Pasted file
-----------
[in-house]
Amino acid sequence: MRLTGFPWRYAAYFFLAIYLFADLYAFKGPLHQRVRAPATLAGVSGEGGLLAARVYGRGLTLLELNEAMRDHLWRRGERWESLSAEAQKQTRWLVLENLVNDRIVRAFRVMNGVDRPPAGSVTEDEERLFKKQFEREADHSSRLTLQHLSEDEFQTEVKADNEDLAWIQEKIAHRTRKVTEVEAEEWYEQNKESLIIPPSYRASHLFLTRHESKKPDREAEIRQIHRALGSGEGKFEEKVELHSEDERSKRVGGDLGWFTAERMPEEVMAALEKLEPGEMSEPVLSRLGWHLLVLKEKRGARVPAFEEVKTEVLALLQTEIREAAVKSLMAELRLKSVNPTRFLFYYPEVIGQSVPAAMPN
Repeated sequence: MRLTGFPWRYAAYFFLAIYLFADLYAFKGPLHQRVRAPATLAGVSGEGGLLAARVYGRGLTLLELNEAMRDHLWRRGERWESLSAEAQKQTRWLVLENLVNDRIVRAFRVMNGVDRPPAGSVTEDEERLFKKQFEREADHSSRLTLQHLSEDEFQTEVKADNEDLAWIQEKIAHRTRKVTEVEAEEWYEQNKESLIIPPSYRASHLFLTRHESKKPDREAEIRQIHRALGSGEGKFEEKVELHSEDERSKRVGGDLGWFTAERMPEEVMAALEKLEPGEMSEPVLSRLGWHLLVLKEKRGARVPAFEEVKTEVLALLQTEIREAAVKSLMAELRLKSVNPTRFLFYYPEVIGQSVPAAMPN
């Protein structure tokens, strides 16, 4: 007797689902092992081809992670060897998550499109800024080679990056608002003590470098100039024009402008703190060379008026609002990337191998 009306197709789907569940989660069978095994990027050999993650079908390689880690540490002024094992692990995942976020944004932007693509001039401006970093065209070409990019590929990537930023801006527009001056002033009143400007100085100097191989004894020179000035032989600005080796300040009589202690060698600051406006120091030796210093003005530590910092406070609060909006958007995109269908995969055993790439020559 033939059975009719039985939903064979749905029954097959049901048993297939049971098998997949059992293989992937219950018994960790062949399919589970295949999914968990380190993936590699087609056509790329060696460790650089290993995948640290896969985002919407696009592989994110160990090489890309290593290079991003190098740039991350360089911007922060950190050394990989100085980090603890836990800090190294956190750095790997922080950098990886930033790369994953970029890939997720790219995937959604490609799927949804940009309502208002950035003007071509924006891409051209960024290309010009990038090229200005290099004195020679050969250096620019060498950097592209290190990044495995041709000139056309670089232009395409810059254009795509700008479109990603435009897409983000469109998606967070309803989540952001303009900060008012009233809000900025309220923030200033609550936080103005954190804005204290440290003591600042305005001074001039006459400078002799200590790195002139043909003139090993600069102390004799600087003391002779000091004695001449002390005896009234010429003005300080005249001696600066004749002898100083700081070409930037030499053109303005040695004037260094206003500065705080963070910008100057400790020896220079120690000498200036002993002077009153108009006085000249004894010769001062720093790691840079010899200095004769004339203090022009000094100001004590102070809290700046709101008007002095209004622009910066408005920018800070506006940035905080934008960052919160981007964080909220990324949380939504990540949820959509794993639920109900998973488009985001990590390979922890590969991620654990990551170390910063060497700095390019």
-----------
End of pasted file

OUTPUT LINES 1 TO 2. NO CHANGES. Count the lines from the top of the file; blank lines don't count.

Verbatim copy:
[in-house]
Amino acid sequence: MRLTGFPWRYAAYFFLAIYLFADLYAFKGPLHQRVRAPATLAGVSGEGGLLAARVYGRGLTLLELNEAMRDHLWRRGERWESLSAEAQKQTRWLVLENLVNDRIVRAFRVMNGVDRPPAGSVTEDEERLFKKQFEREADHSSRLTLQHLSEDEFQTEVKADNEDLAWIQEKIAHRTRKVTEVEAEEWYEQNKESLIIPPSYRASHLFLTRHESKKPDREAEIRQIHRALGSGEGKFEEKVELHSEDERSKRVGGDLGWFTAERMPEEVMAALEKLEPGEMSEPVLSRLGWHLLVLKEKRGARVPAFEEVKTEVLALLQTEIREAAVKSLMAELRLKSVNPTRFLFYYPEVIGQSVPAAMPN